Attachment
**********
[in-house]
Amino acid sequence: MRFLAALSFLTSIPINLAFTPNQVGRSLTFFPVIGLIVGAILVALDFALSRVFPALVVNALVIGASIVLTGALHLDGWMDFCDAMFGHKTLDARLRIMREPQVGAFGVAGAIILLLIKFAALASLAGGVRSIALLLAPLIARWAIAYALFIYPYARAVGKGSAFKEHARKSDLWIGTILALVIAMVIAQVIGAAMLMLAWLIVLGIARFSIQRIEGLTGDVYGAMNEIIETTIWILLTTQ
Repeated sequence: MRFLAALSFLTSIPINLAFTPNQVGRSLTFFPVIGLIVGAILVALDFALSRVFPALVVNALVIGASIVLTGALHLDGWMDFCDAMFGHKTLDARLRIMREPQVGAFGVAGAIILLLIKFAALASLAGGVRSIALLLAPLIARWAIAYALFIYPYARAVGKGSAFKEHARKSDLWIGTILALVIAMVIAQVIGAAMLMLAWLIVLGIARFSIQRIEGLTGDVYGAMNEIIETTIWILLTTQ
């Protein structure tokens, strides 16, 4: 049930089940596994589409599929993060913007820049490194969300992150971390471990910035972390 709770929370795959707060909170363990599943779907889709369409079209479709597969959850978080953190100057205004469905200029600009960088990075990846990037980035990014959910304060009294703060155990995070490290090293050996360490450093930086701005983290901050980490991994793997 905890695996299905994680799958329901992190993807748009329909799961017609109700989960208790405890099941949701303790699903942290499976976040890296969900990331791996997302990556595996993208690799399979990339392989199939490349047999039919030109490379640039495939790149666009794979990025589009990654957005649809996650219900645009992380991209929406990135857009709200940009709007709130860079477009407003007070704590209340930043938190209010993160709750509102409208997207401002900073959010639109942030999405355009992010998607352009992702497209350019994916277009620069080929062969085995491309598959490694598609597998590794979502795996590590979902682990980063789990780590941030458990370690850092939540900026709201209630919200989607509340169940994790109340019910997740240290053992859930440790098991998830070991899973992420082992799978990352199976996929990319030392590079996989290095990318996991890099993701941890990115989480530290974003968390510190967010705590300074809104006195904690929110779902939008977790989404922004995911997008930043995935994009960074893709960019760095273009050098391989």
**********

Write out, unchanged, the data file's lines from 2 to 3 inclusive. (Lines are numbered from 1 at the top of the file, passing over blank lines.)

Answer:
Amino acid sequence: MRFLAALSFLTSIPINLAFTPNQVGRSLTFFPVIGLIVGAILVALDFALSRVFPALVVNALVIGASIVLTGALHLDGWMDFCDAMFGHKTLDARLRIMREPQVGAFGVAGAIILLLIKFAALASLAGGVRSIALLLAPLIARWAIAYALFIYPYARAVGKGSAFKEHARKSDLWIGTILALVIAMVIAQVIGAAMLMLAWLIVLGIARFSIQRIEGLTGDVYGAMNEIIETTIWILLTTQ
Repeated sequence: MRFLAALSFLTSIPINLAFTPNQVGRSLTFFPVIGLIVGAILVALDFALSRVFPALVVNALVIGASIVLTGALHLDGWMDFCDAMFGHKTLDARLRIMREPQVGAFGVAGAIILLLIKFAALASLAGGVRSIALLLAPLIARWAIAYALFIYPYARAVGKGSAFKEHARKSDLWIGTILALVIAMVIAQVIGAAMLMLAWLIVLGIARFSIQRIEGLTGDVYGAMNEIIETTIWILLTTQ